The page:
ArcGIS 9.4 beta1 – Do Not Discuss

On September 30th, I was invited to participate in ESRI’s ArcGIS 9.4 beta program. I’ve never been involved with a beta program before, so I was (and still am) quite excited to be participating in testing the next version of the one program I use more often than any other. Since I am a total noob to the beta scene, I had no idea what to expect. When I posted a few notes on Twitter after I got the invite, and then when the beta download was available, a few of my followers expressed some interest in hearing about my experiences with the new software. I’m eager to share those experiences with you all, as well. However, this being beta software that has not been officially released to the public yet, there are some restrictions on what I can say. Essentially, those restrictions are -> say nothing.

Specifically, in the invitation email it says:

If you choose to participate, you will be expected to:

  • Actively participate in discussion forums
  • Report bugs if you discover them
  • Respond to surveys
  • Be willing to add others in your organization to the ArcGIS 9.4 beta program if they are interested
  • Not discuss the ArcGIS 9.4 beta software outside of the beta program

And, just to make sure, I asked a question about this in the beta program forum. The official answer from ESRI was:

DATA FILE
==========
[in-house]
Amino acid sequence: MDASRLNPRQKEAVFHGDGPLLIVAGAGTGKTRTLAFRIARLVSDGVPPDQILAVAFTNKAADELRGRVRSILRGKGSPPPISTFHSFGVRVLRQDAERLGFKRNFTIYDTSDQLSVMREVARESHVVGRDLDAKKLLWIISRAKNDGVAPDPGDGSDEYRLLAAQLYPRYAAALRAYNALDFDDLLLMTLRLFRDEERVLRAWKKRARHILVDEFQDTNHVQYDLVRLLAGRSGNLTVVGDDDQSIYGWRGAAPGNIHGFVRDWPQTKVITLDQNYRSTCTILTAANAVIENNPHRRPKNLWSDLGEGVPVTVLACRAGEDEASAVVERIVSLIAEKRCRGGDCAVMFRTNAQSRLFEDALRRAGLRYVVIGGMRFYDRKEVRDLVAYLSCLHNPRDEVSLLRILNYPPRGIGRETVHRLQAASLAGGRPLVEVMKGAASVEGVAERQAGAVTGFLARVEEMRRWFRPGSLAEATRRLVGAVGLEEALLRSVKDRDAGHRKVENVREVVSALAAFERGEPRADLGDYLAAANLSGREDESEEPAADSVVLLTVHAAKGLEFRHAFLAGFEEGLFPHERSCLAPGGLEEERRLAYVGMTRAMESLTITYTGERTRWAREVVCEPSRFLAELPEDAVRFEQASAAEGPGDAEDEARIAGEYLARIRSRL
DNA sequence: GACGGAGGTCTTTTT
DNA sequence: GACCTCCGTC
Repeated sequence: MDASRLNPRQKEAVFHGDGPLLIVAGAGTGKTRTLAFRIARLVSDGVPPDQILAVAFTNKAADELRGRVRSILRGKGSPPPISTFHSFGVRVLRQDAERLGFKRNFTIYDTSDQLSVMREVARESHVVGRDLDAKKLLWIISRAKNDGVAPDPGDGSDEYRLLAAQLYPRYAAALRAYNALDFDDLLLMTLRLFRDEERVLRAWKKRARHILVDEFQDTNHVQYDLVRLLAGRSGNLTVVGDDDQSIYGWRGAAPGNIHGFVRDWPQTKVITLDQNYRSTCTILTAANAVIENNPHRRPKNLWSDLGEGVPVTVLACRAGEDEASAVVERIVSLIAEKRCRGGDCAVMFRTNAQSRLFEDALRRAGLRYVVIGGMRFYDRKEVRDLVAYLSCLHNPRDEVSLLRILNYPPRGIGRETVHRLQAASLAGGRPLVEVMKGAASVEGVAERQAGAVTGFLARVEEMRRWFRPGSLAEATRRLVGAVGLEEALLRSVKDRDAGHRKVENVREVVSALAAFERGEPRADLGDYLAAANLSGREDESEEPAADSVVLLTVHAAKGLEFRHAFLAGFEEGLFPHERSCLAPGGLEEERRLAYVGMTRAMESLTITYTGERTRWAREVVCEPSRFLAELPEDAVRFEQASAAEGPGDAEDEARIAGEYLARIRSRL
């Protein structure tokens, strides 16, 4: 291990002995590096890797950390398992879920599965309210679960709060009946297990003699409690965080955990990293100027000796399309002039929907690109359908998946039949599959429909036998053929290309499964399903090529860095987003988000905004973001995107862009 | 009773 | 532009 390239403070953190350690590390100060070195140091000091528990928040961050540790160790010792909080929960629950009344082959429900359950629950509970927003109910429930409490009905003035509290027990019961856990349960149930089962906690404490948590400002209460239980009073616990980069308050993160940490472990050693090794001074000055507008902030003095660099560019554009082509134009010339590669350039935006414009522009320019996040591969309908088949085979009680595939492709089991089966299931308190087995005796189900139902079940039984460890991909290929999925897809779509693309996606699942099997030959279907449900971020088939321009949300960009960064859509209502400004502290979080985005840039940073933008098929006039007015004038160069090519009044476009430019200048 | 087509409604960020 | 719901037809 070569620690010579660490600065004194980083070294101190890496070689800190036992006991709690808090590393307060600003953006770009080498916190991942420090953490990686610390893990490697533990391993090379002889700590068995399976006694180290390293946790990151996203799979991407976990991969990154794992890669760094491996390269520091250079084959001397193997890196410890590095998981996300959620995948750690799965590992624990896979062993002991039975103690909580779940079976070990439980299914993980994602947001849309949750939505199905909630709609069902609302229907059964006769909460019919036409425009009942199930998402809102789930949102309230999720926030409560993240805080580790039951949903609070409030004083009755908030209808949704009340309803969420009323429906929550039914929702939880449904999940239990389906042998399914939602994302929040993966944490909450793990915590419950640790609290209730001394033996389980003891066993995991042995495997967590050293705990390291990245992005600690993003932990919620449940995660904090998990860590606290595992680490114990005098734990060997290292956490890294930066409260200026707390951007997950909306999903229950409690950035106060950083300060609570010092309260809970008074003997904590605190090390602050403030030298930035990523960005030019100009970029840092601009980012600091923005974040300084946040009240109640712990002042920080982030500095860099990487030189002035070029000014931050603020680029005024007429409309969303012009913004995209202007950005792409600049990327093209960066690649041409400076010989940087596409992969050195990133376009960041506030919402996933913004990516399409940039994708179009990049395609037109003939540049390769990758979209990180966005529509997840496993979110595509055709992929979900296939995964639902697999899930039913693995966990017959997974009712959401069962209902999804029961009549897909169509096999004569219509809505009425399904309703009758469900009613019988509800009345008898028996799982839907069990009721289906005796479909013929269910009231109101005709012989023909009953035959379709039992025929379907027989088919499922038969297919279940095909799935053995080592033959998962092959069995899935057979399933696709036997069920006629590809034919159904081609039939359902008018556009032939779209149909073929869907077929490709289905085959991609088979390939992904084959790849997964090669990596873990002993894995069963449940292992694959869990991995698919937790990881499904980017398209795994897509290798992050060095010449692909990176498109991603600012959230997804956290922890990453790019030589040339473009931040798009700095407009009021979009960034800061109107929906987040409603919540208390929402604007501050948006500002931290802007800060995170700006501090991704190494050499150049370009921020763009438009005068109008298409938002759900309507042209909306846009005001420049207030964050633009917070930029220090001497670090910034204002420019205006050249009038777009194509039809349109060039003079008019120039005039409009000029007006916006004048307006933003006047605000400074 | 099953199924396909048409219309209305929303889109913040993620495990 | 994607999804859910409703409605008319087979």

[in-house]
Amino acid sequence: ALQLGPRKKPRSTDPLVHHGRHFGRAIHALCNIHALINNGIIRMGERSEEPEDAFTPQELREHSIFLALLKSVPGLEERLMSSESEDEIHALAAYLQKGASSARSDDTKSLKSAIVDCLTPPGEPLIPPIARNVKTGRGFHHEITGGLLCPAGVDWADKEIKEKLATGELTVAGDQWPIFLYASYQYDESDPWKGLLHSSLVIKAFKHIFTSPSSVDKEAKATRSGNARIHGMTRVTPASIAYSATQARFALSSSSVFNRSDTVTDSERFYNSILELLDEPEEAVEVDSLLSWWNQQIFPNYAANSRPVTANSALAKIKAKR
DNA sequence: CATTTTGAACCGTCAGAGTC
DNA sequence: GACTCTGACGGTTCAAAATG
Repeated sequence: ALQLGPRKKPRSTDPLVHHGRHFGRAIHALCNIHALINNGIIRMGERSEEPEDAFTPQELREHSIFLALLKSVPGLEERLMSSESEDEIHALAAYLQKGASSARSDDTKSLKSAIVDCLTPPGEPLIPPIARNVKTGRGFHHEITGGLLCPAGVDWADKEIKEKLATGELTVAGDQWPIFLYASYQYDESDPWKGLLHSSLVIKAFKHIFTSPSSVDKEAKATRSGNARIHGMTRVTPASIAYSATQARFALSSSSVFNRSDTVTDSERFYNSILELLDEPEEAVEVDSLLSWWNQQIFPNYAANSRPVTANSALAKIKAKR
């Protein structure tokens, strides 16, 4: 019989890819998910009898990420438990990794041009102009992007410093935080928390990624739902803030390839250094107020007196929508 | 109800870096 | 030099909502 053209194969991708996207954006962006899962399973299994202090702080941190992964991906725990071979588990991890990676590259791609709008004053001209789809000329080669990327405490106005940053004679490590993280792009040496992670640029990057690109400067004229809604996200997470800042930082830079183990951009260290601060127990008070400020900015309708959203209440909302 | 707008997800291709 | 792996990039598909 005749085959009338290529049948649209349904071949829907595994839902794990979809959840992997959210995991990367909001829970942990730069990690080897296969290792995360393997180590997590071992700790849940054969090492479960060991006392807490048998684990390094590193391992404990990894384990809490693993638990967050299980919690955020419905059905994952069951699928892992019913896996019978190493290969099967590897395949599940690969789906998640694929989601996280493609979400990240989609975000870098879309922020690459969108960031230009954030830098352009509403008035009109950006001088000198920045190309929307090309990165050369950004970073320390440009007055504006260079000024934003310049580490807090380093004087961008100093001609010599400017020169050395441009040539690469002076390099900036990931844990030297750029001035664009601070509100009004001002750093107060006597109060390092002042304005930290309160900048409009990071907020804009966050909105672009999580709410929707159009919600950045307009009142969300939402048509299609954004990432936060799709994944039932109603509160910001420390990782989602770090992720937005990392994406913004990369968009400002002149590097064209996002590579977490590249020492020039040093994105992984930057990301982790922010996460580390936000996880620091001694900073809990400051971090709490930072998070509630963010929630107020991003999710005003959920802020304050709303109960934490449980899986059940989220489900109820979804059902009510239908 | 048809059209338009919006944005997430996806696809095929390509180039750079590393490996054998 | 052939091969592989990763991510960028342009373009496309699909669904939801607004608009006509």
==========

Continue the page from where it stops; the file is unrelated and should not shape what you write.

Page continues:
As things change between beta to final, we’d prefer you keep discussions about beta limited to people in the beta program. However, if something comes up you feel is a venue you should talk about 9.4 in, please drop me an email and we can talk about it.

So, it appears I will have to disappoint a few people, and keep any insights I have about the next version of ArcGIS to myself. However, I did not find any restrictions about posting my thoughts about the overall beta program experience (as long as I don’t reveal anything about the software being tested). Most of the beta program site has only been active since October 22, but there is already a lot of interesting discussion going on. I really like the videos posted in the beta resource center, showing all the new functionality being built into 9.4.

One response to my forum question stated the obvious:

“If people want to know about 9.4 they should join the beta program. That’s the best way to learn about and use 9.4 for themselves.”

If you would like to become a beta tester, you can find out more on the ESRI Beta Program Eligibility web page. My email invitation mentioned the following “perks” (along with the requirements mentioned earlier):

  • Access to ArcGIS 9.4 beta software at least six months prior to the final release
  • Entrance into private beta communities to discuss the beta with other testers and ESRI staff
  • The ability to contact technical support via phone or e-mail regarding beta software
  • Tools to report bugs and track their status
  • The opportunity to win prizes given to the top contributors

My own plans are, to wait for delivery of my recently ordered Dell m2400 64bit Win7 laptop before installing the beta in a virtual machine for testing purposes. That means I won’t be playing around with all the new bells and whistles for at least another week. For those of you who are anxious to find out more, you can get an idea of what’s to come by checking out the ArcWatch magazine article Nine Innovations in ArcGIS 9.4. And the following Question & Answer pages from the 2009 ESRI International User Conference Questionnaire:

One final note about ArcGIS 9.4 (that I hope doesn’t violate the beta program agreement):

What I’ve seen so far… is awesome!